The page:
Saturday, 4 April 2015

Czech Republic – Pouring pilsner in Plzen

April 1st, 2015

Hello everyone!

Easter holidays. Spring. A time when flowers starts to bloom and snow...continues to fall. No, that’s not an April fool. The first two days of April in the Czech Republic saw a deluge of the white stuff crash from the sky. Just the kind of weather that makes most people want to stay inside…



But not me! It’s the holidays, which means adventure time. A desire to save for a bigger, more extreme trip in the summer has meant that I’m staying put in Prague for the majority of our two-week break. However, there was one day trip which I could easily justify. The Czech Republic’s spiritual home of the amber nectar it is famed for across the globe. A pilgrimage to Plzen.



The country’s fourth-largest city is often referred to in negative terms; an industrial cesspit when compared to other, prettier towns in the area such as Karlovy Vary. The weather, a swirl of bitter wind and driving rain/snow, didn't help to dismiss this notion. 


It is famous for two things, both of which are visible around the Czech Republic. It is the home of the Škoda Engineering Works (you may know their cars) and is also the original, undisputed source of Pilsner beer, which is one of most commonly copied types of the product across the world.



Chances are you will have tried a pilsner beer at some point, though not necessarily a Czech variety. It is a type of pale lager which is the basis of many popular European beers, including Heineken, Beck’s and Stella Artois. We were told that 70% of all beer manufactured is derived from the ‘pilsner’ idea. The original recipe, created on October 5th, 1842, is for that of Pilsner Urquell, created in…Plzen!



The main reason to visit Plzen is thus to take a tour of the famous brewery (known in Czech as Plzenský Prazdroj) on the edge of town. A slight lack of planning and definite lack of signposts meant it was actually harder to find than anticipated, to the point that we were too late to get on the first English-spoken tour of the day. In hindsight, this was a good thing, as it allowed us to see Plzen’s main square and large church; more importantly, it allowed us to have lunch and line our stomachs. Oh, and try a Pilsner from Plzen, of course.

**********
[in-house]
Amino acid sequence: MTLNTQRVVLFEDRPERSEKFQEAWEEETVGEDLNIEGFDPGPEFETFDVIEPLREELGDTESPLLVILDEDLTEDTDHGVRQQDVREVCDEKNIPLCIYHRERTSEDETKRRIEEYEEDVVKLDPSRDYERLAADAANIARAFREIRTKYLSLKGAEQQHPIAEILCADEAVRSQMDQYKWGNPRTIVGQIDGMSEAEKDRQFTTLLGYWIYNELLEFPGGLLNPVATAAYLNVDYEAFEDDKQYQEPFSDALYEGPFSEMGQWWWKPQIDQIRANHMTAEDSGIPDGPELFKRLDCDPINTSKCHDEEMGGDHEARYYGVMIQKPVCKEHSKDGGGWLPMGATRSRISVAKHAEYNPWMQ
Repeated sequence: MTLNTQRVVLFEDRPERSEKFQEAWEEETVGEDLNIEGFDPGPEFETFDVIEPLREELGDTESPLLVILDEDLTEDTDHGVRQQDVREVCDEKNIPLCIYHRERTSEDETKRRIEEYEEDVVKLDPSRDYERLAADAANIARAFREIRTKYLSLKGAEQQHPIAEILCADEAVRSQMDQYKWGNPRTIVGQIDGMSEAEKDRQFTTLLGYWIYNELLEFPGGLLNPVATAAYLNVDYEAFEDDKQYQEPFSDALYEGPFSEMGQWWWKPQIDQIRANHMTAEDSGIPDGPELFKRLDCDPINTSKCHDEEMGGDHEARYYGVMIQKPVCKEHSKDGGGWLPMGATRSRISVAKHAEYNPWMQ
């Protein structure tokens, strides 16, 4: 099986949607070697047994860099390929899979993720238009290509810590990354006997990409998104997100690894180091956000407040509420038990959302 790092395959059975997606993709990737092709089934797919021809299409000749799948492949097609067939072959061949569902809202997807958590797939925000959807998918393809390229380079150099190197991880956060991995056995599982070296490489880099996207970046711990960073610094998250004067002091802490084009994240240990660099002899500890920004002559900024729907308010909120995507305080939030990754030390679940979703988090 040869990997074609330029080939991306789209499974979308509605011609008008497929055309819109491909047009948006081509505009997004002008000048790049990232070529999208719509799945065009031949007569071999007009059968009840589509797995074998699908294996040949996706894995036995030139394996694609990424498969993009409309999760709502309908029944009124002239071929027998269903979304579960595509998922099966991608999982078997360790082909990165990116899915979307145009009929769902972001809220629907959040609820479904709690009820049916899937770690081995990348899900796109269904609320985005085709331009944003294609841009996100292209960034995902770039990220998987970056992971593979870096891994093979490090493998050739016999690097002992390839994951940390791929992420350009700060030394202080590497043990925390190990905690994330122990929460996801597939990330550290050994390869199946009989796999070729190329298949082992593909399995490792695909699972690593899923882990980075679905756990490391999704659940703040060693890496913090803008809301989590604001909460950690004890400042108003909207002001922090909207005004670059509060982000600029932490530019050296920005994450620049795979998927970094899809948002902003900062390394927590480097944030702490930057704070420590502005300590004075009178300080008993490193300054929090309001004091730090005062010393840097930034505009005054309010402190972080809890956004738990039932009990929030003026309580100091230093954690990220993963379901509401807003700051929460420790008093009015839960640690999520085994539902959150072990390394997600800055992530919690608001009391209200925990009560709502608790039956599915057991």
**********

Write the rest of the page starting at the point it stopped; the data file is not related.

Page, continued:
The tour itself takes in the history of brewing in the area (lots of people, lots of recipes, all combined together like a modern-day BandAid to make one killer recipe) and the importance of Joseph Groll, the brewery’s first leader who commissioned the first batch of Pilsner Urquell in 1842.


The tour is surprisingly impressive, fun yet informative at the same time. Some of the numbers thrown at you as you walk through machine-led packaging blocks are mind-boggling: 60,000 bottles per hour, the potential to produce in excess of one million litres of the amber nectar over a 24 hour period, and so on. We felt a bit sorry for the one aspect of the packaging which wasn’t controlled solely by machine, a man staring at thousands of recycled green bottles crawling along a conveyor belt and removing any damaged beer holders. 9,999 green bottles, sitting on a wall…






The tour wasn't just a case of walking around and being bombarded with facts; it included a short film (during which you are rotated 180˚ and don’t really notice), the chance to taste different buds of barley and studying microorganisms. These are combined with the water (Plzen’s water is ‘good quality’ apparently) and, over a five to six week period, ferment and mature to create the beer.